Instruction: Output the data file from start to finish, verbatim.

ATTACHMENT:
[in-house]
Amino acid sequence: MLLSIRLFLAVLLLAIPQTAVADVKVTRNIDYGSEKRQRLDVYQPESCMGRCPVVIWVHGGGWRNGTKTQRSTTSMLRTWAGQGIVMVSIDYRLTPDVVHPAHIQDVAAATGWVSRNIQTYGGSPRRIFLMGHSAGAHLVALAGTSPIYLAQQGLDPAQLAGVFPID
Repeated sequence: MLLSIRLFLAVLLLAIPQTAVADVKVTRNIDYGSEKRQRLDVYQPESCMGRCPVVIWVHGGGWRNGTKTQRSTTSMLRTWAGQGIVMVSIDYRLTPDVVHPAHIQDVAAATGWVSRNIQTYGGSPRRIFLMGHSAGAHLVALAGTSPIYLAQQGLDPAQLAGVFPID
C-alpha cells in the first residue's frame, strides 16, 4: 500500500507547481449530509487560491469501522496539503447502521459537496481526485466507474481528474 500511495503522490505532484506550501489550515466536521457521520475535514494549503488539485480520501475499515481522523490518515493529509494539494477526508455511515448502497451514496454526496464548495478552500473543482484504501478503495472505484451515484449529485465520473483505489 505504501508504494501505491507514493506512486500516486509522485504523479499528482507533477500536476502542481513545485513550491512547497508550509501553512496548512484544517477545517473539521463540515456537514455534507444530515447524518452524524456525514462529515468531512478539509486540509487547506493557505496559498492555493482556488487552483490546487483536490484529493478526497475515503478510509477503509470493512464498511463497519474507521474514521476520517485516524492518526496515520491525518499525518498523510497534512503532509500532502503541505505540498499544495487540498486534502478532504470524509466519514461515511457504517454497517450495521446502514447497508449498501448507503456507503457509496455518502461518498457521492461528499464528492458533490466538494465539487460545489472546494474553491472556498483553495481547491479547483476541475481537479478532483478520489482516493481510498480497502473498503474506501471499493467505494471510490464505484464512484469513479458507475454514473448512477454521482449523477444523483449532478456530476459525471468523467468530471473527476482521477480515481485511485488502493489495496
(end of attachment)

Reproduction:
[in-house]
Amino acid sequence: MLLSIRLFLAVLLLAIPQTAVADVKVTRNIDYGSEKRQRLDVYQPESCMGRCPVVIWVHGGGWRNGTKTQRSTTSMLRTWAGQGIVMVSIDYRLTPDVVHPAHIQDVAAATGWVSRNIQTYGGSPRRIFLMGHSAGAHLVALAGTSPIYLAQQGLDPAQLAGVFPID
Repeated sequence: MLLSIRLFLAVLLLAIPQTAVADVKVTRNIDYGSEKRQRLDVYQPESCMGRCPVVIWVHGGGWRNGTKTQRSTTSMLRTWAGQGIVMVSIDYRLTPDVVHPAHIQDVAAATGWVSRNIQTYGGSPRRIFLMGHSAGAHLVALAGTSPIYLAQQGLDPAQLAGVFPID
C-alpha cells in the first residue's frame, strides 16, 4: 500500500507547481449530509487560491469501522496539503447502521459537496481526485466507474481528474 500511495503522490505532484506550501489550515466536521457521520475535514494549503488539485480520501475499515481522523490518515493529509494539494477526508455511515448502497451514496454526496464548495478552500473543482484504501478503495472505484451515484449529485465520473483505489 505504501508504494501505491507514493506512486500516486509522485504523479499528482507533477500536476502542481513545485513550491512547497508550509501553512496548512484544517477545517473539521463540515456537514455534507444530515447524518452524524456525514462529515468531512478539509486540509487547506493557505496559498492555493482556488487552483490546487483536490484529493478526497475515503478510509477503509470493512464498511463497519474507521474514521476520517485516524492518526496515520491525518499525518498523510497534512503532509500532502503541505505540498499544495487540498486534502478532504470524509466519514461515511457504517454497517450495521446502514447497508449498501448507503456507503457509496455518502461518498457521492461528499464528492458533490466538494465539487460545489472546494474553491472556498483553495481547491479547483476541475481537479478532483478520489482516493481510498480497502473498503474506501471499493467505494471510490464505484464512484469513479458507475454514473448512477454521482449523477444523483449532478456530476459525471468523467468530471473527476482521477480515481485511485488502493489495496